Balo's concentric sclerosis (BCS), also known as "encephalitis periaxialis concentrica", is a dymyelinating condition which is clinically very similar to multiple sclerosis. However, MRI scans and biopsies show that lesion's in BCS form concentric rings of alternating dymyelinated and undemyelinated tissue.
Balo's concentric sclerosis is a very rare and acute condition. Unlike MS, it is most common in Chinese and Philippino populations.
Attacks of BCS procede very rapidly over weeks or months, without any remission, in a manner similar to Marburg's MS. Often these result in severe disability or death within months. More recently, however, an increasing number of cases have been reported where the disease has been self-limiting with some remission.
As with MS relapses, BCS attacks often to respond to corticosteroids, for example Methylprednisolone.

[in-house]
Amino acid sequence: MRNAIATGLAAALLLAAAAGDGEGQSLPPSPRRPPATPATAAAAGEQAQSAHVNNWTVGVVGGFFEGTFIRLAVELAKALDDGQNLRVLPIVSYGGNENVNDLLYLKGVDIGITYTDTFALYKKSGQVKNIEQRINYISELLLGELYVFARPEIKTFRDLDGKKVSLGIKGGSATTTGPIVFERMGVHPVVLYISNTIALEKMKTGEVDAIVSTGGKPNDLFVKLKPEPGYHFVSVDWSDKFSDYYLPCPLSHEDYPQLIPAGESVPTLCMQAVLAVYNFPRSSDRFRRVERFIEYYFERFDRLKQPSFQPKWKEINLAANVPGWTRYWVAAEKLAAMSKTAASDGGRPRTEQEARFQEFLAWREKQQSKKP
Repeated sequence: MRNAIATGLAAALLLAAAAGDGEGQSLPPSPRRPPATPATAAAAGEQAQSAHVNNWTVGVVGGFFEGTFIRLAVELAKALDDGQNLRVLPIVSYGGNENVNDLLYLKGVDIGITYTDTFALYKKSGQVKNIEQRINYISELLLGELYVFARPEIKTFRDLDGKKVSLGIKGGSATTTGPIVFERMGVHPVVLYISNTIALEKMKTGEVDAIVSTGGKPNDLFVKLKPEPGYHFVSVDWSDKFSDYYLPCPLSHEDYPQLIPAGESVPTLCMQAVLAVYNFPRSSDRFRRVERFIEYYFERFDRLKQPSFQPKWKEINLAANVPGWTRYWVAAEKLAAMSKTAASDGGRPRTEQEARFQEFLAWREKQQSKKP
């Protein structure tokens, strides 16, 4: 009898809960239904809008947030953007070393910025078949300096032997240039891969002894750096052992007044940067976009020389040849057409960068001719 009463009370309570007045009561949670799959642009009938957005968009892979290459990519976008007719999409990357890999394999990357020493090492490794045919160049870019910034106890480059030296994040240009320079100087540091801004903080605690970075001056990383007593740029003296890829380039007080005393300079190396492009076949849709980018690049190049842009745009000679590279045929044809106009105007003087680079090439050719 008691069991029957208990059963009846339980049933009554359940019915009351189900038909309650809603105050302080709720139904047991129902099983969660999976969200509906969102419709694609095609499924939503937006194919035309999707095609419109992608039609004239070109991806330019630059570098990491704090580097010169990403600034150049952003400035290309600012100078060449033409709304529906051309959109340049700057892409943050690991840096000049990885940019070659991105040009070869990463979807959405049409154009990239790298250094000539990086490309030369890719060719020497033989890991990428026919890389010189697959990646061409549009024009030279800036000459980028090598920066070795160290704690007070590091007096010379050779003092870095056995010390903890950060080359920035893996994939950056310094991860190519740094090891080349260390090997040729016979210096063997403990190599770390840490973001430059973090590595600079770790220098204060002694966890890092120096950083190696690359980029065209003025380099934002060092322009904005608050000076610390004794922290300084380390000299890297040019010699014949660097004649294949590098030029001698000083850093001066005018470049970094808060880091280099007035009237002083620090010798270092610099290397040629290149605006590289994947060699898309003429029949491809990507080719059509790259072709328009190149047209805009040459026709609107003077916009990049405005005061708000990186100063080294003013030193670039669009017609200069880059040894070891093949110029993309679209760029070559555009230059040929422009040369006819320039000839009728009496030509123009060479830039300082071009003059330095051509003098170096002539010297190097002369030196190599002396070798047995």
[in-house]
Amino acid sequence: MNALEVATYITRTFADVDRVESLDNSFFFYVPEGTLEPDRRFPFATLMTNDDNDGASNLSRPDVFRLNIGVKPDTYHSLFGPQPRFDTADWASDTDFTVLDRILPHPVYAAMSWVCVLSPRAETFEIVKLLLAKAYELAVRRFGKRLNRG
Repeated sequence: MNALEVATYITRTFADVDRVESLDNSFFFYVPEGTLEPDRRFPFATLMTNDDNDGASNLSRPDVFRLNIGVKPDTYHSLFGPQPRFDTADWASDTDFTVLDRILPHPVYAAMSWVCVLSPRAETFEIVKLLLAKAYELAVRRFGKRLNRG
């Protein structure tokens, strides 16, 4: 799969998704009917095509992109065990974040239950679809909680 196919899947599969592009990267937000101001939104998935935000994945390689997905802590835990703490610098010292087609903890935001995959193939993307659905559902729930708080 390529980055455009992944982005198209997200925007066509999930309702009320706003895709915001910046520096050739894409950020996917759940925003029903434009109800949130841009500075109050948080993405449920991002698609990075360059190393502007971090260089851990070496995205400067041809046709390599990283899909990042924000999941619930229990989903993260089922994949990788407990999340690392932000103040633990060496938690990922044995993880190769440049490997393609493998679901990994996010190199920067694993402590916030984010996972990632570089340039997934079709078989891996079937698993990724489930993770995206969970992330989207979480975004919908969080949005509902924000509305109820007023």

The symptoms of BCS tend to be of a more cognitive nature than with MS, including headaches, aphasia, cognitive or behavioral dysfunction and seizures but visual dysfunction, ataxia, sensory and motor symptoms are also observed.
BCS lesions are found in the central nervous system white matter of the cerebral hemispheres, cerebellum, brainstem, spinal cord, and optic chiasm. As well as demyelination, BCS also involves the destruction of the myelin producing cells, the oligodendrocytes.
Balo's concentric sclerosis: clinical and radiologic features
Multiple Sclerosis Overview
Oligodendroglioma in Balo's concentric sclerosis
MRI in Balo's concentric sclerosis
Case report and MRI findings in BCS
Pathognomonic MR Imaging Findings in Balo Concentric Sclerosis